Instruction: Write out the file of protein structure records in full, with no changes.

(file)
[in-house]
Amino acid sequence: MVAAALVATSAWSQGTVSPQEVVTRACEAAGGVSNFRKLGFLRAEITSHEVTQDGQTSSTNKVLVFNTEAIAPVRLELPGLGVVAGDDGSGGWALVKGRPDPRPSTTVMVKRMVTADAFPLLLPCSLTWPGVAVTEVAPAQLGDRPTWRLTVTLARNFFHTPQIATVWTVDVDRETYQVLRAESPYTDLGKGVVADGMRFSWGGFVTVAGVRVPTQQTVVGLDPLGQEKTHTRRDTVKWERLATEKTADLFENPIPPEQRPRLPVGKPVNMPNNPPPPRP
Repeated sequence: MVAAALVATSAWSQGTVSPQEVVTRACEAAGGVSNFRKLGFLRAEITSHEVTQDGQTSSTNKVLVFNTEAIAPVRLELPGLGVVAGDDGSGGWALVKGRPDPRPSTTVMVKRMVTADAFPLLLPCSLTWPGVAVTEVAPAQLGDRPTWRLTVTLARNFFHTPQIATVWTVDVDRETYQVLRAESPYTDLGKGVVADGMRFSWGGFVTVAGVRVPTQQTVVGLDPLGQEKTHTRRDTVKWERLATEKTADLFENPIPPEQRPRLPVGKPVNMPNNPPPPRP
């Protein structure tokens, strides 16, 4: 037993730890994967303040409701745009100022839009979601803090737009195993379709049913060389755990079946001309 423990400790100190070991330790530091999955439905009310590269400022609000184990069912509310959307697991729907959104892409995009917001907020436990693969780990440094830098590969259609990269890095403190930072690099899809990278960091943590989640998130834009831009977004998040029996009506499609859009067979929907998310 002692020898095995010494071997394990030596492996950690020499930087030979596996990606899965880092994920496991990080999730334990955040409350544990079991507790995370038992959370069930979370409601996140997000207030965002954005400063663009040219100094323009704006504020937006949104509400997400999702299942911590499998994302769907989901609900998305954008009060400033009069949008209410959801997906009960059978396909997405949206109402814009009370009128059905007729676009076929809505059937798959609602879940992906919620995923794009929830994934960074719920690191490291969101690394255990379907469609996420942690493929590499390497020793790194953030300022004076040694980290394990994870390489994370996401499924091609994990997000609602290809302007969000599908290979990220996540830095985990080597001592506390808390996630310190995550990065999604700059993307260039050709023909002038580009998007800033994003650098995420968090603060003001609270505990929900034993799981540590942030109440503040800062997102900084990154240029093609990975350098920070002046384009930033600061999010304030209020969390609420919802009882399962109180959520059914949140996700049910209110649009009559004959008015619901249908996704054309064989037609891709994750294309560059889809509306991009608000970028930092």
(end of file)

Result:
[in-house]
Amino acid sequence: MVAAALVATSAWSQGTVSPQEVVTRACEAAGGVSNFRKLGFLRAEITSHEVTQDGQTSSTNKVLVFNTEAIAPVRLELPGLGVVAGDDGSGGWALVKGRPDPRPSTTVMVKRMVTADAFPLLLPCSLTWPGVAVTEVAPAQLGDRPTWRLTVTLARNFFHTPQIATVWTVDVDRETYQVLRAESPYTDLGKGVVADGMRFSWGGFVTVAGVRVPTQQTVVGLDPLGQEKTHTRRDTVKWERLATEKTADLFENPIPPEQRPRLPVGKPVNMPNNPPPPRP
Repeated sequence: MVAAALVATSAWSQGTVSPQEVVTRACEAAGGVSNFRKLGFLRAEITSHEVTQDGQTSSTNKVLVFNTEAIAPVRLELPGLGVVAGDDGSGGWALVKGRPDPRPSTTVMVKRMVTADAFPLLLPCSLTWPGVAVTEVAPAQLGDRPTWRLTVTLARNFFHTPQIATVWTVDVDRETYQVLRAESPYTDLGKGVVADGMRFSWGGFVTVAGVRVPTQQTVVGLDPLGQEKTHTRRDTVKWERLATEKTADLFENPIPPEQRPRLPVGKPVNMPNNPPPPRP
């Protein structure tokens, strides 16, 4: 037993730890994967303040409701745009100022839009979601803090737009195993379709049913060389755990079946001309 423990400790100190070991330790530091999955439905009310590269400022609000184990069912509310959307697991729907959104892409995009917001907020436990693969780990440094830098590969259609990269890095403190930072690099899809990278960091943590989640998130834009831009977004998040029996009506499609859009067979929907998310 002692020898095995010494071997394990030596492996950690020499930087030979596996990606899965880092994920496991990080999730334990955040409350544990079991507790995370038992959370069930979370409601996140997000207030965002954005400063663009040219100094323009704006504020937006949104509400997400999702299942911590499998994302769907989901609900998305954008009060400033009069949008209410959801997906009960059978396909997405949206109402814009009370009128059905007729676009076929809505059937798959609602879940992906919620995923794009929830994934960074719920690191490291969101690394255990379907469609996420942690493929590499390497020793790194953030300022004076040694980290394990994870390489994370996401499924091609994990997000609602290809302007969000599908290979990220996540830095985990080597001592506390808390996630310190995550990065999604700059993307260039050709023909002038580009998007800033994003650098995420968090603060003001609270505990929900034993799981540590942030109440503040800062997102900084990154240029093609990975350098920070002046384009930033600061999010304030209020969390609420919802009882399962109180959520059914949140996700049910209110649009009559004959008015619901249908996704054309064989037609891709994750294309560059889809509306991009608000970028930092």